A new series covering companies in the Compound 8 to 80 Portfolio…
1) Why is Zoom an 8 to 80 Brand?
2020 was the year that Zoom became a verb, providing an easy-to-use service that became an essential part of everyday life.
In April, daily Zoom meeting participants surged to 300 million, up from just 10 million last December.
Now operating in over 40 countries around the world, Zoom has quickly become a global brand with users in every generation, from 8 to 80.
2) What are its growth and financial trends?
Zoom last reported earnings on November 29, 2020.
They continue to be one the largest beneficiaries of the covid-induced transition to a stay-at-home economy.
Revenues hit a record $777 million during Q3, up 367% over the prior year.
The revenue growth rate outside the Americas (Asia/Europe/Middle East/Africa) of 629% was more than double the growth in the Americas (300%).
Net Income also hit a record of $198 million, a 9,000% increase from the 3rd quarter of 2019.
Zoom also reported 433,700 customers with more than 10 employees, a 485% from the same quarter of 2019 (source).
Even with this incredible growth, Gross Profit Margins remain high at 66.7%.
In terms of new products, Zoom announced the launch of OnZoom during the quarter, enabling users to “create, host, and monetize events like fitness classes, concerts, stand-up or improv shows, and music lessons.”
3) The Climb
The story of Zoom is one of perseverance and grit, starting many years before the creation of the company.
Born in China, founder Eric Yuan was inspired by a speech from Bill Gates and wanted to come to the US in the late 1990’s to gain exposure to the growing internet revolution in the US.
Yuan was denied a visa 8 times over two years, and was finally successful on the 9th attempt.
In the US, he started as a coder at WebEx (later acquired by Cisco) because he “could not do anything else” and “did not speak the language.”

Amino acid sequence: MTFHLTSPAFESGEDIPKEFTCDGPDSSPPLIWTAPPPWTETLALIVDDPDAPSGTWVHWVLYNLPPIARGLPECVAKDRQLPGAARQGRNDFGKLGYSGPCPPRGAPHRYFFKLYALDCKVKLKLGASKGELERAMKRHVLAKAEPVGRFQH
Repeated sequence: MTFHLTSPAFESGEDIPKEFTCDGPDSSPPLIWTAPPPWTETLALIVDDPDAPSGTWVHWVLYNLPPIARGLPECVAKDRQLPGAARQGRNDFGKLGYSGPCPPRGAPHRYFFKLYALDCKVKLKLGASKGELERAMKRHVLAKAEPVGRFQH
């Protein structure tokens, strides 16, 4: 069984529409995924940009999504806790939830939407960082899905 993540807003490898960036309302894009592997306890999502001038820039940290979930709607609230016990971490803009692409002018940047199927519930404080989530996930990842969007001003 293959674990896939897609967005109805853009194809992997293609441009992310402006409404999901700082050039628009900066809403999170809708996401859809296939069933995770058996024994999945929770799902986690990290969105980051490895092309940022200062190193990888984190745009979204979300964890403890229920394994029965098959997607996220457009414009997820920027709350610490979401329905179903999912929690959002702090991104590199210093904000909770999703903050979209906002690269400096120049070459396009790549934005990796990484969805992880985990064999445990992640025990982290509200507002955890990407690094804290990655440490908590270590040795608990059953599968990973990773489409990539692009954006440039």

By 2011, Yuan has risen up the ranks at Cisco (making “very high six figures”) but left that comfort behind to pursue his dream of building a “user-friendly mobile product” that “would make customers happy.”
40 engineers from Cisco left with Yuan to found “Saasbee”, raising $3 million in seed funding.
With Apple’s FaceTime just launched and popular Skype and WebEx competitors, “many professional investors expected a very low probability of success for another new-comer and turned down the opportunity.”
But Yuan was undeterred, and in May 2012 he changed the name of the company to Zoom on the advice of Jim Scheinman (an early investor who had fell in love with the name years earlier as it was in one of his kids’ favorite books – “Zoom City”).
In late 2012, the new “Zoom” landed their first paying customer (Stanford University), and by May 2013 they already had one million participants.
From there, Zoom continued to focus maniacally on customer happiness, creating an easy to use product that “just works” (good interview with Yuan here).
Zoom went public in April 2019 at a valuation of $9 billion. By October of 2020, its market cap had risen to over $160 billion.
Few companies in history have achieved a $100 billion market in a shorter period of time (less than 10 years). But then again, few companies become a verb.
4) What are major risks to future growth?
Zoom has a number of formidable competitors in the video conferencing space, including Webex (Cisco), Meet (Google), Teams/Skype (Microsoft), RingCentral, GoToMeeting (LogMeIn), and more. Zoom will have to continue to innovate and satisfy it customers to stay ahead of the competition.
From a stock perspective, valuation is the primary concern, as is the case with many high growth tech companies today.
Trading at over 58x sales, current expectations for future growth are extremely high, making Zoom vulnerable should it fail to meet or beat these lofty expectations.
5) Howard’s Take…
“Zoom is finally showing some signs of resting…not the company, but the stock. Nobody can value this stock because it is growing too fast and the use cases keep expanding. Om Malik has a great take with his piece ‘Why We Are Underestimating Zoom’ which really sums up the big picture.
There will always be some very smart people that will write about their lack of a moat and high valuation like Packy McCormick does here in a well reasoned piece on why he does not own Zoom.
What makes it a great 8-80 company is the brand and it helps to be founder led. While Zoom may not have a ‘moat’ in terms of web video, it does own the conversation and it is the go to communication product of 2020. I believe only Zoom can beat Zoom.” – Howard Lindzon
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